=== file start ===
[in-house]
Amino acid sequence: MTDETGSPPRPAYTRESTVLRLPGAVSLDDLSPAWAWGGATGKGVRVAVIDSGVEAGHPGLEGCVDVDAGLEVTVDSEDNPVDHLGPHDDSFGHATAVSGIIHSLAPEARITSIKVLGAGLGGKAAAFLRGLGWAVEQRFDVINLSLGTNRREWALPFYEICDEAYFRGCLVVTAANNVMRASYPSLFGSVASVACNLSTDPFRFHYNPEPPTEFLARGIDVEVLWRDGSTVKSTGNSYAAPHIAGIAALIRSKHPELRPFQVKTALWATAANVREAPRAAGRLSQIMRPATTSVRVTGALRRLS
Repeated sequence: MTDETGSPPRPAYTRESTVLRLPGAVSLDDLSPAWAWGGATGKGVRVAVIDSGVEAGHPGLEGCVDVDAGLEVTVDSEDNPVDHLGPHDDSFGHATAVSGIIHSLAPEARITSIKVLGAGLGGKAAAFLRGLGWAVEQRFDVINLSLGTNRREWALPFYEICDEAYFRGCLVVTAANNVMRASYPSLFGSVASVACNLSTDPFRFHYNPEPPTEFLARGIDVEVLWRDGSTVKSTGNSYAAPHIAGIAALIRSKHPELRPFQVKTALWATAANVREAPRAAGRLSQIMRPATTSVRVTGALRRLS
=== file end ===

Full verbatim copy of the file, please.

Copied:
[in-house]
Amino acid sequence: MTDETGSPPRPAYTRESTVLRLPGAVSLDDLSPAWAWGGATGKGVRVAVIDSGVEAGHPGLEGCVDVDAGLEVTVDSEDNPVDHLGPHDDSFGHATAVSGIIHSLAPEARITSIKVLGAGLGGKAAAFLRGLGWAVEQRFDVINLSLGTNRREWALPFYEICDEAYFRGCLVVTAANNVMRASYPSLFGSVASVACNLSTDPFRFHYNPEPPTEFLARGIDVEVLWRDGSTVKSTGNSYAAPHIAGIAALIRSKHPELRPFQVKTALWATAANVREAPRAAGRLSQIMRPATTSVRVTGALRRLS
Repeated sequence: MTDETGSPPRPAYTRESTVLRLPGAVSLDDLSPAWAWGGATGKGVRVAVIDSGVEAGHPGLEGCVDVDAGLEVTVDSEDNPVDHLGPHDDSFGHATAVSGIIHSLAPEARITSIKVLGAGLGGKAAAFLRGLGWAVEQRFDVINLSLGTNRREWALPFYEICDEAYFRGCLVVTAANNVMRASYPSLFGSVASVACNLSTDPFRFHYNPEPPTEFLARGIDVEVLWRDGSTVKSTGNSYAAPHIAGIAALIRSKHPELRPFQVKTALWATAANVREAPRAAGRLSQIMRPATTSVRVTGALRRLS